I hope this example shown you how to turn every feature of a certain system (in this case, the HTML language) to your advantage. This is what I meant when I said that knowledge is not enough. You may know HTML very well, but if you are unable to think how to exploit its inner features you are also unable to "hack", because hacking is the ability to make uncommon things with the common tools you have. Be creative.


Think like a hacker: the Zebulun challenge

   (To CyberArmy officiers: this text is compliant to the Omega directive.)

This text is a rearrangement of some notes I took while I was breaking the CyberArmy's game Zebulun. I'm releasing it since they've changed their game, and I suppose I'm not spoiling things to anybody.

Zebulun is a hacking/cracking game, in which you have to pass many tests to complete it. After every trial you'll get a greater rank in the CyberArmy. It's not the real thing, but it's a good simulation, and it can entertain you for some days.

Again, it can be used as a good example to see how to face cracking problems. I'll try to make you follow the flow of my thoughts.

1. Zebulun 0 - Civilian

The game starts from the CyberArmy Discussion Forum (http://www.cyberarmy.com/wwwboard/index.shtml). At the top of the board there's a note: Posts with insignia indicate a Zebulun officer's post. The word "Zebulun" is clickable and contains a hyperlink to the starting page of the first test the game.

The test itself consists in a numeric pad in which you have to compose a three digits code to pass to next stage. If you fail for five times the test ends and you will be redirected to a page that uses known holes to try to crash your system (it doesn't work with most recent versions of Netscape and Internet Explorer, though).

Since the numeric pad includes 9 digits (1 to 9) there are 9^3=729 possible combinations. Mmmm... too much to try them manually. Let's give a look to the HTML source code, instead.

The first thing you notice is that you can't right click on the Zebulun link to save the page on disk, because the hyperlink invokes a JavaScript routine (fullwin()). You have to look at the source code of the CyberArmy forum, first. This is the relevant part:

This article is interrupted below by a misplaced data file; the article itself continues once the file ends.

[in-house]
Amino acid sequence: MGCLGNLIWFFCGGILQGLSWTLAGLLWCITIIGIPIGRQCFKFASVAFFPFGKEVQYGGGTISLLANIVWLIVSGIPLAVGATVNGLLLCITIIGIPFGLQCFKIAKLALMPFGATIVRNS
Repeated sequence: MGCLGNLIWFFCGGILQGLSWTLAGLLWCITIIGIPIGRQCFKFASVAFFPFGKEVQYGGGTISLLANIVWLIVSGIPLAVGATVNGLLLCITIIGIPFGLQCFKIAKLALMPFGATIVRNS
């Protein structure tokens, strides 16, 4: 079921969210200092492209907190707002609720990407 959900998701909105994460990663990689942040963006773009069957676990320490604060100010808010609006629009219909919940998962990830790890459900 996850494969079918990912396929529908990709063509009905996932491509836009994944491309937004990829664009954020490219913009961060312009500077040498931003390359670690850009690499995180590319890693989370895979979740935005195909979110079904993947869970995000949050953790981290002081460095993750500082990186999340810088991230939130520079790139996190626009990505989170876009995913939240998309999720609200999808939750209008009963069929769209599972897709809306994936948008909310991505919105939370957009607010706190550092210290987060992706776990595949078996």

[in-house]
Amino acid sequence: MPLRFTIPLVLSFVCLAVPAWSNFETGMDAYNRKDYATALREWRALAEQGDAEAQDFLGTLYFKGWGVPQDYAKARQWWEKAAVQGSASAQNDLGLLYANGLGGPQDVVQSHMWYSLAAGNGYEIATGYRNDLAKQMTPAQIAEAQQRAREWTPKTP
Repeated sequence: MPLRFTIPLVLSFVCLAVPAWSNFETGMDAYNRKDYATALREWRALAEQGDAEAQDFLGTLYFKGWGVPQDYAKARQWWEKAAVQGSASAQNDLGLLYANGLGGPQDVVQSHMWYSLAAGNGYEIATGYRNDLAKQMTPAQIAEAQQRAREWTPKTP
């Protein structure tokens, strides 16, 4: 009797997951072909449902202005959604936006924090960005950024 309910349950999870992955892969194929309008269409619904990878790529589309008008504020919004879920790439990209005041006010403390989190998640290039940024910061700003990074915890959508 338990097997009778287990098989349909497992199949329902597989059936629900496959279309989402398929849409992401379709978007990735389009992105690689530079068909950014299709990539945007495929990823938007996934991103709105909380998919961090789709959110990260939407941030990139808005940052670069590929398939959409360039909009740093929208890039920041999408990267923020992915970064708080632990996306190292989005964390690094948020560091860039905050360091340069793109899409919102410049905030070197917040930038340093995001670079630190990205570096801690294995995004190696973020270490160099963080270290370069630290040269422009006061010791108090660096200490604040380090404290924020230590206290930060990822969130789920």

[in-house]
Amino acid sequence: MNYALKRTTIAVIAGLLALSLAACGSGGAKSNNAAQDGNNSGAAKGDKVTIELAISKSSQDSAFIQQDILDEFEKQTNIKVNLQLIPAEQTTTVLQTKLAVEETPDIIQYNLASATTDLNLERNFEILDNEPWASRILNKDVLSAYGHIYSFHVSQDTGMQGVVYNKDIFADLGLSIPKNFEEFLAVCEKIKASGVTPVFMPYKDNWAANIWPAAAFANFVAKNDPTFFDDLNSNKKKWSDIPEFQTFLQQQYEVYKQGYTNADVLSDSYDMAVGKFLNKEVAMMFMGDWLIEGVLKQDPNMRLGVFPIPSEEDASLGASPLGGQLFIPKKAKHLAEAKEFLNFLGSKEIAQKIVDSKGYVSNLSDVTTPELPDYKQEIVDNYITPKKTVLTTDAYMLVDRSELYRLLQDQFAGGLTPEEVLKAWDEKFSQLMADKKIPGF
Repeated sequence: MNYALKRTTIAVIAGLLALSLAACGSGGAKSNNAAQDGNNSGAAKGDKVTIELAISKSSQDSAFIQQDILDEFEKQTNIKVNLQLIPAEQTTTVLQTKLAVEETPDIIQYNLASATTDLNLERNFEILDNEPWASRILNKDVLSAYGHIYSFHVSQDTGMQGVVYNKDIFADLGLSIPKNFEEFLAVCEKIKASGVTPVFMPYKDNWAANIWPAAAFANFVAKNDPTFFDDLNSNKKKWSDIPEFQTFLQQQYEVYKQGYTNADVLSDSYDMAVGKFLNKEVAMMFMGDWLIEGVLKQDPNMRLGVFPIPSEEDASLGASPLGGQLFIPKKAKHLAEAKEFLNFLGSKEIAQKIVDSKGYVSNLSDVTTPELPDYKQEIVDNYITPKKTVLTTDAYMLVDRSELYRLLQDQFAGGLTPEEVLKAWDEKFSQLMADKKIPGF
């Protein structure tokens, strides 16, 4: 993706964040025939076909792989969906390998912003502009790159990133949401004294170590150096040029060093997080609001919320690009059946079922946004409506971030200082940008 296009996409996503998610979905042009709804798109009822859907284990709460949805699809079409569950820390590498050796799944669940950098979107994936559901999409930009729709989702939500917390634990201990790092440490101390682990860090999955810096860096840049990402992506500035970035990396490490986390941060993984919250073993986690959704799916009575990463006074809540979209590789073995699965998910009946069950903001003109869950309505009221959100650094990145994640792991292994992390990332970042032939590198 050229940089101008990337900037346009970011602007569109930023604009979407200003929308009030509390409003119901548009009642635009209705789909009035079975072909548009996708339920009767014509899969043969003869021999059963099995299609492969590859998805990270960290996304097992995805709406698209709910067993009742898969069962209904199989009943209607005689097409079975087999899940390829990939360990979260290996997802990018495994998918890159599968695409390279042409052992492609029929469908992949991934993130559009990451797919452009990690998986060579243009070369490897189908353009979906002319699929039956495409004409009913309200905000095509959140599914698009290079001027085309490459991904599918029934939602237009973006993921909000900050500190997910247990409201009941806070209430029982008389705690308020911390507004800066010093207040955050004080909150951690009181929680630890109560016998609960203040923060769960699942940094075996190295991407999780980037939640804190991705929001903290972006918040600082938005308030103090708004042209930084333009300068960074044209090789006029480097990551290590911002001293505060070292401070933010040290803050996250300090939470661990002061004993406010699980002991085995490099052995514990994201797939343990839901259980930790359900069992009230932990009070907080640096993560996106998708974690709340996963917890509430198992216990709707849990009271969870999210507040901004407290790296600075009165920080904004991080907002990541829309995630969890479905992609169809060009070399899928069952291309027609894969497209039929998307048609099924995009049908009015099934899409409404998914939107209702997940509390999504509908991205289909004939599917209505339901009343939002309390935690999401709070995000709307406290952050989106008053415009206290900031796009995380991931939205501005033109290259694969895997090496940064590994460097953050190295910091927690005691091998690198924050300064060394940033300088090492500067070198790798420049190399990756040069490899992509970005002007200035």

<script> <!-- function fullwin(){ window.open("http://www.cyberarmy.com/zebulun","_zeb","fullscreen, scrollbars") } //--> </script>
Good, now we know that game is located at the URL http://www.cyberarmy.com/zebulun

We can open it directly, save it to disk, then open it with a text editor. Actually, we'd better make a back'up copy first so that we can modify it.

Reading the code carefully, we find the subroutine Enter_code(number) (line 186) that analyzes the code entered from the numeric pad to see if it's correct. It multiplies the digits and compares the result with the value 140 (line 196). Thus, the correct code could be find solving this equation: x*y*z=140.

However, since the possible combinations are only 729 we can make the computer try a brute force attack, testing all the combinations.

First, we have to change lines 204 and 211 that increment the number of failed attempts, so that we can have infinite tries. We only have to put a comment command (//) before of the command that increments the fails variable:

// fails++;
Otherwise, we can modify line 215, where the variable fails is checked. Normally the if statement tests if the value is lower than 6: if (fails<6), we can change this value to make it greater of the number of the possible tries, such as if (fails<141).

As you can see there's often more than one way to accomplish the same task... by the way, using more than one way doesn't make your hack "stronger", rather is useless, like taking two medicines to cure the same disease.

Once we have infinite tries, we can add the brute forcing routine in line 247. This code will override the user data input routine:

for (i1=1;i1<=9;i1++) { for (i2=1;i2<=9;i2++) { for (i3=1;i3<=9;i3++) { document.codepad.thecode.value=""+i1+i2+i3; Enter_code(i1); Enter_code(i2); Enter_code(i3); } } }
To notify when a code has been found change line 204 this way:
alert("Found code:\n"+code);
Now we can execute it on our browser.

This is the list of the matching codes (which single digits, when multiplied between them give 140 as result):

457
475
547
574 (correct code)
745
754
In line 203 ( window.open(code+".shtml",'_hidden','width=600,height=400,toolbar,scrollbars') ) we've seen that you can invoke directly the correct page using one of the numeric codes we've got, in this format: http://www.cyberarmy.com/zebulun/CODE.shtml (i.e. http://www.cyberarmy.com/zebulun/457.shtml )

Note that brute force is never a clever solution, when you can solve a problem otherwise. SALYM from Alpha Solution Project emailed me a neater way to get to the right code, suggesting an quick way to solve the equation above (x*y*z=140). He says that since x*y*z=140 and since the digits range from 1 to 9, you just have to extract the prime number from 140: 140=2*2*5*7
The only solution can be 4, 5 and 7 since 2*5, 2*7 and 5*7 are all higher than 9. You then try the permutations 457, 475, 547, 574, 754, 745 and voila.